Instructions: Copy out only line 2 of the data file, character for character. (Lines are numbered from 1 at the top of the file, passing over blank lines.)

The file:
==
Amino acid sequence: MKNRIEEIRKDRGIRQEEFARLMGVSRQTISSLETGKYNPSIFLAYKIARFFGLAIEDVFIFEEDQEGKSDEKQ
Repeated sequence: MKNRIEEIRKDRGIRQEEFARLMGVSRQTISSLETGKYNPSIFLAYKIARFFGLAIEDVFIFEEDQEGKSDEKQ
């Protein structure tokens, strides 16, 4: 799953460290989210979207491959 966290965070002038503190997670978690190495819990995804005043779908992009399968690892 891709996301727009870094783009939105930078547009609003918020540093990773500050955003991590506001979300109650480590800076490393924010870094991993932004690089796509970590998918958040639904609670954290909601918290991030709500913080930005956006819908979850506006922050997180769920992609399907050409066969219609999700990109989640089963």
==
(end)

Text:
Repeated sequence: MKNRIEEIRKDRGIRQEEFARLMGVSRQTISSLETGKYNPSIFLAYKIARFFGLAIEDVFIFEEDQEGKSDEKQ